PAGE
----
SUMMERSIDE - The Summerside Lobster Carnival has grown to the point where other events, artists and musicians are looking to get involved, says carnival president Rev. Arthur Davies.
Davies told members of the Summerside Rotary Club Tuesday, that in the past the organizing committee had to solicit participants for the annual festival but now people are coming to them with events.
“Carnival shows people what Summerside is all about,” Davies said. “It shows the heart of Summerside. It shows a sense of community. It shows the sense of caring and sharing for one another and it opens the door to visitors in a way that’s like nothing else.”
Throughout the weeklong event an estimated 20,000 to 25,000 take part in lobster carnival.
“People have started to come to us and say that we would like to be involved in your carnival,” he said. “We’re not going around soliciting, other people are coming around saying can we be involved? We have a whole bunch of emails from different artists and musicians saying we’ve heard about the lobster carnival. Can we come and sing and play and be part of that. There are people out there who have never been involved before saying we’ve heard enough about you. We want to be part of what’s going on.”
One such event is a 4-H judging show, normally held in Charlottetown that is looking to be a part of the lobster carnival.
“They said we would like to bring that down to Summerside,” Davies said. “We’re trying to find out the logistics of things.
Another event is extending Atlanticade to the lobster carnival with events centered around the cyclists.
Davies said last year was a really successful carnival and the committee wants to build on that.
“We’re looking to add a number of new activities, keeping some of the ones that we've had for a number of years but adding to them,” he said. “We wanted to be able to look back and see what it was like in the 50s and have a 50s theme for part of the week also, the 60s, the 70s and 80s and so on. Each decade will be showcased in different ways. So, whatever games and activities you were doing in the 50s, we’re going to do those.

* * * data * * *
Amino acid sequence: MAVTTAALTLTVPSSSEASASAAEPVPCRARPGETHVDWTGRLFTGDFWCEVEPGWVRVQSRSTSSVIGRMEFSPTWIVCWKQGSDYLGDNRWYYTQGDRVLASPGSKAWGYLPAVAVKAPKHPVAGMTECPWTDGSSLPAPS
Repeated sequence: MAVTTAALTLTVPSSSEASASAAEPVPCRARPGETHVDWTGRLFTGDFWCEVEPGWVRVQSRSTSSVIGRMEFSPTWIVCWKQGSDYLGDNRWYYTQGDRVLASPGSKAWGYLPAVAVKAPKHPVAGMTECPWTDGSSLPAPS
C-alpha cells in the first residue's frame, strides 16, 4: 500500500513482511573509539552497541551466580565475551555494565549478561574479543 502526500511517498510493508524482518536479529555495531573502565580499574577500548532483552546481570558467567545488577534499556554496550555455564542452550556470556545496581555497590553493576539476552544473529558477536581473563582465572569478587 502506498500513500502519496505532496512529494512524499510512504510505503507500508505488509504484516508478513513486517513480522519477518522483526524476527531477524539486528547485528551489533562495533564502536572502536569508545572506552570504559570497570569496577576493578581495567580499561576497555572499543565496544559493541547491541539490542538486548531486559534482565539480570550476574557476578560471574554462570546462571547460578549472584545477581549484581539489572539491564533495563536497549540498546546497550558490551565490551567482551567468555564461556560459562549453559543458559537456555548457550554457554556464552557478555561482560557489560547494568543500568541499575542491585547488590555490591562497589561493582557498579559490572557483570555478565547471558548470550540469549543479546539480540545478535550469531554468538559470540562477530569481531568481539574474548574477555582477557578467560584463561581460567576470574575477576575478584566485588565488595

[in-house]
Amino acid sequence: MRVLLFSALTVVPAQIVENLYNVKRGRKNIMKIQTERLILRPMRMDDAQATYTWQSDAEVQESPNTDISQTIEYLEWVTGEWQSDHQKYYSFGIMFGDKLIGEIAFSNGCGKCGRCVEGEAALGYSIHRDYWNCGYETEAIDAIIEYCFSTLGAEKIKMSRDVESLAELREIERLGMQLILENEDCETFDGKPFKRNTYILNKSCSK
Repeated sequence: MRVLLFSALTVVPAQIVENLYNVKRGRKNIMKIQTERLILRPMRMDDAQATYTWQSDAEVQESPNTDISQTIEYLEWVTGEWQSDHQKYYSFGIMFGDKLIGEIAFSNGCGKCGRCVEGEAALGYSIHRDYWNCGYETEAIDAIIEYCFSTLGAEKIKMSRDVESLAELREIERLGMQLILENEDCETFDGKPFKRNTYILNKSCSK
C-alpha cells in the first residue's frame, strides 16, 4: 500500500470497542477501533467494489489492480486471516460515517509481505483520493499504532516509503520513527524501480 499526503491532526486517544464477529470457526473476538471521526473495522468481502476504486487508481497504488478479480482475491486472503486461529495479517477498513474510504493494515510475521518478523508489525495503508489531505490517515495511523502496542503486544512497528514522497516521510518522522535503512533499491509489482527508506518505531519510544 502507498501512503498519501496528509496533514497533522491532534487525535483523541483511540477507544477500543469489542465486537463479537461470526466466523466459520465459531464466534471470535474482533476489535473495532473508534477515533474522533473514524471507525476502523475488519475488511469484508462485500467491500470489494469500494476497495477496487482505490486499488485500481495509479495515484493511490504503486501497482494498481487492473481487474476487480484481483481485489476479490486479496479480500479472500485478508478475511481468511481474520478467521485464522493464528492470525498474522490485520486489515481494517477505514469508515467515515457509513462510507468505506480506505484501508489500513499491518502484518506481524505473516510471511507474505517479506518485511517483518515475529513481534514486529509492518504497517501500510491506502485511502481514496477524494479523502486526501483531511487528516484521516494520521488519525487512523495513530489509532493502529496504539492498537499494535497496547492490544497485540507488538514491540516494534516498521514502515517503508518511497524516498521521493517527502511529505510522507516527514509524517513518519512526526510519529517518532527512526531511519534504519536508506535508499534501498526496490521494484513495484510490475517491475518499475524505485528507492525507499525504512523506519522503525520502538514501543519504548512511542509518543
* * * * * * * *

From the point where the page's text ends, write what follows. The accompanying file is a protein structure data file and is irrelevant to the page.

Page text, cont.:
We’re going to have three-legged races and sack races and all those fun races that didn’t cost you a thing and everyone had fun. We’ve got to get back to some of those things and we’ll do that throughout the different decades.”
Other new events include theme picnics “where we can gather together under a tent and just have an old fashion picnic. Sit down, have some music and visit, and kids play and have activities,” he said.
The carnival is also looking at having an Aboriginal Day and a Celtic Day to showcase those cultures.
Storytelling is another plan in the works.
“I don’t have to tell you that Summerside is full of storytellers,” Davies said. “Bring those people, young and old and have them in the different locations, telling stories about Summerside.”
Davies said the search for sponsors continues and the response so far has been positive.
“Everyone is really receptive and we’re asking people for more than we asked of them last year or the year before and no one has said I’m sorry we can’t do that,” he said. “It’s a question of you bring to me what we can get for $5,000 or $10,000 and we’ll make a deal. The idea is to try and get sponsors to look after practically every event.”
Davies wants to get all of the city’s businesses involved in the lobster carnival.
“We either do this together or we don’t do it all,” he said. “This is a Summerside event. It’s not just lobster carnival. This is Summerside at its best showing itself to the wider community saying this is who we are. This is why we live here.”